Smartphones

LG Teases G6 With "Big Screen That Fits"

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Media invites for the unveiling of the LG G6 flagship on 26 February tease a smartphone with minimal bezels-- or, as the invite text puts it, a "big screen... that fits."

LG InviteSuch a detail confirms earlier leaks on the G6, which claim the smartphone's display has a screen-to-bezel ratio greater than 90%. Also confirmed is the 5.7-inch screen's unusual 2:1 "Full Vision" aspect ratio, and it is probable the device features minimalist glass and metal construction, as opposed to the modular design found in last year's G5.

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Flexible LCDs for Next iPhone?

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Japan Display is working on a rival to OLED displays, the Wall Street Journal reports-- flexible LCD panels set for use by "some smartphone makers."

Galaxy EdgeThe company supplies display panels to Apple, and the iPhone maker is reportedly "looking at the displays for possible future iPhone models." According to the WSJ the Japan Displays panels are made using a layer of plastic and, while "not as flexible as OLED," should be bendy enough for smartphones with a screen design like that seen in Samsung Galaxy Edge devices.

"Bendable displays could help revive growth in a smartphone market that is beginning to get saturated," the WSJ adds.

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LG Leaks G6 Flagship

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The Verge obtains a first image of the upcoming LG smartphone flagship-- the G6, a handset featuring a typically sleek design replete with rounded corners and minimal bezels.

LG G6As apparently confirmed by LG Display, the G6 has a 5.7-inch display with an unusual 2:1 aspect ratio and a screen-to-bezel ratio greater than 90%. LG appears to have abandoned the modular design of last year's G5 in favour of minimalist glass and metal construction with a non-replaceable battery. The Verge adds a headphone jack is included.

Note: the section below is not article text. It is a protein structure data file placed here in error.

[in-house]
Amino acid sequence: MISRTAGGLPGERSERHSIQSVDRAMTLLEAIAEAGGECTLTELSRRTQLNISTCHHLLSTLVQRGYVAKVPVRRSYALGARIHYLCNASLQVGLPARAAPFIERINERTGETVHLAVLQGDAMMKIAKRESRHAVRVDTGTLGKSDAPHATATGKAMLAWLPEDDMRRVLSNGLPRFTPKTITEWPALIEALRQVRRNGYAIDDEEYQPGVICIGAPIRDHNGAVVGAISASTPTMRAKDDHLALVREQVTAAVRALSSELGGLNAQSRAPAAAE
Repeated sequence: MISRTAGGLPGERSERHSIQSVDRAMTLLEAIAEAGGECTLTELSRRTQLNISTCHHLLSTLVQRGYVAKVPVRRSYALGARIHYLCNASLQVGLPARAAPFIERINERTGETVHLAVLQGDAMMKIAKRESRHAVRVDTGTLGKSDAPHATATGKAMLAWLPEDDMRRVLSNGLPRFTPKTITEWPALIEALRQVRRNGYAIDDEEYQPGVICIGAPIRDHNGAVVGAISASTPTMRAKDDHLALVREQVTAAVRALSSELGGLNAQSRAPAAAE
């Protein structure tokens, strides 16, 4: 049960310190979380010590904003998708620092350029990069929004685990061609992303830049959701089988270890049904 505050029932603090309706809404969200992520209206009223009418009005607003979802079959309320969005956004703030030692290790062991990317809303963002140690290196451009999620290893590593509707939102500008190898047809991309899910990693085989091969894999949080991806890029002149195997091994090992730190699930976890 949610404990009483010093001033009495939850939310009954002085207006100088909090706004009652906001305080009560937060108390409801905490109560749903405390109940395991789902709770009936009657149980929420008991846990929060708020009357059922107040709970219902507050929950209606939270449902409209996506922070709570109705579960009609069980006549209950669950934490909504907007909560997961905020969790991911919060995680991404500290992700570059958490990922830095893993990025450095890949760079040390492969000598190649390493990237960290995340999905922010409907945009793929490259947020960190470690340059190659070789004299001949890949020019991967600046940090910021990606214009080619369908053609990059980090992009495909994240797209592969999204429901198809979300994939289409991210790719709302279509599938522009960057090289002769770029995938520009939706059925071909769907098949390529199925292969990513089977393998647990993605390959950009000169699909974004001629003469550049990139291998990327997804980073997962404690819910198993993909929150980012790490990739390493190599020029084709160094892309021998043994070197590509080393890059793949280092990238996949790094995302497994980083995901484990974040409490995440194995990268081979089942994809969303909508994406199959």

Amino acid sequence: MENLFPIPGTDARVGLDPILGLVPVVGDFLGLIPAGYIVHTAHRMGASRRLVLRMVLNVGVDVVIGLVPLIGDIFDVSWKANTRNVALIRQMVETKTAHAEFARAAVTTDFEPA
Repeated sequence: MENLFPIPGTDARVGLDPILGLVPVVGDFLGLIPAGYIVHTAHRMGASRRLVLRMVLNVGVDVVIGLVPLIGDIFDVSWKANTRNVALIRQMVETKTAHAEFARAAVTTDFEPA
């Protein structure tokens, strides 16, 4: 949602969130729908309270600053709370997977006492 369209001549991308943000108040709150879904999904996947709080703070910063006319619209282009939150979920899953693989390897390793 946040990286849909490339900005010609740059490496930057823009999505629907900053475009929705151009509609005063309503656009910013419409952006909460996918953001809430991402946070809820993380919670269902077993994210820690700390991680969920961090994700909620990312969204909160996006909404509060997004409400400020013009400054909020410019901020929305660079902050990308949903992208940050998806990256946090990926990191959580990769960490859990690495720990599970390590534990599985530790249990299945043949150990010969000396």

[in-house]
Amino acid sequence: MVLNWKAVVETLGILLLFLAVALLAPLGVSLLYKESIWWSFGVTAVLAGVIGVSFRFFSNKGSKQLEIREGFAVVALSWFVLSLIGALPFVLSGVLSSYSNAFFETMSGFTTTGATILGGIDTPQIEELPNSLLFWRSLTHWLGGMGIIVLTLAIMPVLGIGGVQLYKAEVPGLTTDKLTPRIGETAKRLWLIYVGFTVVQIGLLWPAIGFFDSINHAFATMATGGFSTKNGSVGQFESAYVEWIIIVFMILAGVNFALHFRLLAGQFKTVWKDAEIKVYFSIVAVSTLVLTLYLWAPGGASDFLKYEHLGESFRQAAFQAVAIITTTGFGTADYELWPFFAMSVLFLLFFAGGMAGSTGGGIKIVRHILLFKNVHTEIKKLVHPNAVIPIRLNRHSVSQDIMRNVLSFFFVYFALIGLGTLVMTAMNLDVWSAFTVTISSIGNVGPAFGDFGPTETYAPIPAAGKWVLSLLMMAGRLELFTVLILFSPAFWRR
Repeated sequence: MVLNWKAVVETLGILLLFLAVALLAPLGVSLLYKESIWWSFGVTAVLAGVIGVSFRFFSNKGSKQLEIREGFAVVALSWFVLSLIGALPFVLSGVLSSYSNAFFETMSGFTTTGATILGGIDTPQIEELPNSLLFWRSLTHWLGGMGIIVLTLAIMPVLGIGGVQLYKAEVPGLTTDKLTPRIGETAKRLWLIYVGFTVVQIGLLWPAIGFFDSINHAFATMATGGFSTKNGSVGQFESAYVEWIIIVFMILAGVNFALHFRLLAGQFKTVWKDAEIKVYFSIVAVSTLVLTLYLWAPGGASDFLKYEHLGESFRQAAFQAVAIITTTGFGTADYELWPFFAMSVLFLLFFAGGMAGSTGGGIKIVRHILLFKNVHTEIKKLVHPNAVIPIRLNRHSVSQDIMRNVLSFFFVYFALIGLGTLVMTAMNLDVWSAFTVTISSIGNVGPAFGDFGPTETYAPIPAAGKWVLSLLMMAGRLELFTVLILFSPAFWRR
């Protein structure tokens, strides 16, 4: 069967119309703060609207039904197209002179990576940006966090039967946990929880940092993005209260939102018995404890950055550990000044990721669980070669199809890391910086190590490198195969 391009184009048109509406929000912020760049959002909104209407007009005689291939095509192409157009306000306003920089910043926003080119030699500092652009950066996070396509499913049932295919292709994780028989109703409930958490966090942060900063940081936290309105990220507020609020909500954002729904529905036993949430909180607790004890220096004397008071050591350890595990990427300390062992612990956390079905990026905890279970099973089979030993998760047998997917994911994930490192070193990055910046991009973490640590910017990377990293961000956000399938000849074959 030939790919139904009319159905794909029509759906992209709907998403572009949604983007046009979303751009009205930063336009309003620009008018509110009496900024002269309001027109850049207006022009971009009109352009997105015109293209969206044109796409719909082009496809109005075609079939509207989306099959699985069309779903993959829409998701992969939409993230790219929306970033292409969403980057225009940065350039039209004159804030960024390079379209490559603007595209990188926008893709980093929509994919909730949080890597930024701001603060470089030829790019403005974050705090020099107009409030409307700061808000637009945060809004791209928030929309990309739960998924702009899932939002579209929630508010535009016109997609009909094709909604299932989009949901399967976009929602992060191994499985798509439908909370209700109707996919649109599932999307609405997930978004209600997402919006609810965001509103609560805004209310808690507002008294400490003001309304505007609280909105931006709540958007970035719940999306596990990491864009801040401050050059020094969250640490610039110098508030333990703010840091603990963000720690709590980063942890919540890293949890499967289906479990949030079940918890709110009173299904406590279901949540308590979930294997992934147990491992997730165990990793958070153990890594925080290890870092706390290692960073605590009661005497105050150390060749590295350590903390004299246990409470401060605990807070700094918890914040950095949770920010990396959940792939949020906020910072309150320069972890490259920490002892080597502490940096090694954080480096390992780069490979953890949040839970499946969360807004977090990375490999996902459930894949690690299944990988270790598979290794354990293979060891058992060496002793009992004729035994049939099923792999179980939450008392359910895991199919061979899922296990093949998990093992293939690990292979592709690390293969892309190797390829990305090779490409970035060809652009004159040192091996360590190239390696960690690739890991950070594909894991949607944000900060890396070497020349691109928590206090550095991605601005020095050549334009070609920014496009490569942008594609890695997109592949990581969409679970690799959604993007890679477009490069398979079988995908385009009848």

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What Caused the Galaxy Note 7 Fires?

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Samsung details why the Galaxy Note 7 phablet shipped with the unfortunate tendency to catch fire-- an investigation explains the reason boils down to two distinct battery flaws, not a hardware or software issue.

Samsung test facility According to the company the batteries had two major flaws. The first is a casing too small to actually fit the electrode assembly, leading to short circuits. Samsung suppliers realised the problem and replaced the batteries with a safer version, only in their haste they brought about welding defects that also lead to short circuits. Either way, the smartphones started overheating, and catching fire.

Samsung insists it built a stand-alone testing lab to look into all potential causes of overheating, including wired and wireless charging, the USB-C port and the iris-scanning functionality. TUV Rheinland was also hired to check if storage or transport processes affected the batteries.

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ZTE Details Crowdsourced Hawkeye Phone

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Back in October 2016 ZTE announced plans to take the people's advice for the development of its next phone. Now the company is ready to reveal the results-- the Hawkeye, an eye-tracking, self-adhesive smartphone.

ZTE HawkeyeThe result of an online voting campaign, the Hawkeye has some unusual capabilities. Apparently potential customers demanded a phone with self-adhesive polymers on the back, meaning one can stick it on any stable surface. It also incorporates eye tracking via pair of front-facing cameras, allowing users to scroll through websites and the like without using their fingers.

Another odd, if interesting, feature is a display with a split screen design that is only visible to users directly in front of it. This prevents others from trying to look at what is on screen.

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